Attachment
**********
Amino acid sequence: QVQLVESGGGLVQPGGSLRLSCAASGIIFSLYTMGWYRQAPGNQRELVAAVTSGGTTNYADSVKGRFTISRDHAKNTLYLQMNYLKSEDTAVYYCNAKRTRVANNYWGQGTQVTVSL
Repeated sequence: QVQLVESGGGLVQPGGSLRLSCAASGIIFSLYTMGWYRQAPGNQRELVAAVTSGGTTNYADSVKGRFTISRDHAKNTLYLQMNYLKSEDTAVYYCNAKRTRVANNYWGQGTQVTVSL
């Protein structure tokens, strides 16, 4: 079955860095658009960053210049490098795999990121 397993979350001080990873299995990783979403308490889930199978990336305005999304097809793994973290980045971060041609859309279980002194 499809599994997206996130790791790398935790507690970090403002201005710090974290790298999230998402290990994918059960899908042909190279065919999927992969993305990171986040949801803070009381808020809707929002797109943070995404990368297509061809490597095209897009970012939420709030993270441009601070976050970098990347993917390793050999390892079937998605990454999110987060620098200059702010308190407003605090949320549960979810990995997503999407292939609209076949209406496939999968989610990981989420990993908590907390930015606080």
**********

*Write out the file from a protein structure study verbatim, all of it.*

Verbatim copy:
Amino acid sequence: QVQLVESGGGLVQPGGSLRLSCAASGIIFSLYTMGWYRQAPGNQRELVAAVTSGGTTNYADSVKGRFTISRDHAKNTLYLQMNYLKSEDTAVYYCNAKRTRVANNYWGQGTQVTVSL
Repeated sequence: QVQLVESGGGLVQPGGSLRLSCAASGIIFSLYTMGWYRQAPGNQRELVAAVTSGGTTNYADSVKGRFTISRDHAKNTLYLQMNYLKSEDTAVYYCNAKRTRVANNYWGQGTQVTVSL
């Protein structure tokens, strides 16, 4: 079955860095658009960053210049490098795999990121 397993979350001080990873299995990783979403308490889930199978990336305005999304097809793994973290980045971060041609859309279980002194 499809599994997206996130790791790398935790507690970090403002201005710090974290790298999230998402290990994918059960899908042909190279065919999927992969993305990171986040949801803070009381808020809707929002797109943070995404990368297509061809490597095209897009970012939420709030993270441009601070976050970098990347993917390793050999390892079937998605990454999110987060620098200059702010308190407003605090949320549960979810990995997503999407292939609209076949209406496939999968989610990981989420990993908590907390930015606080």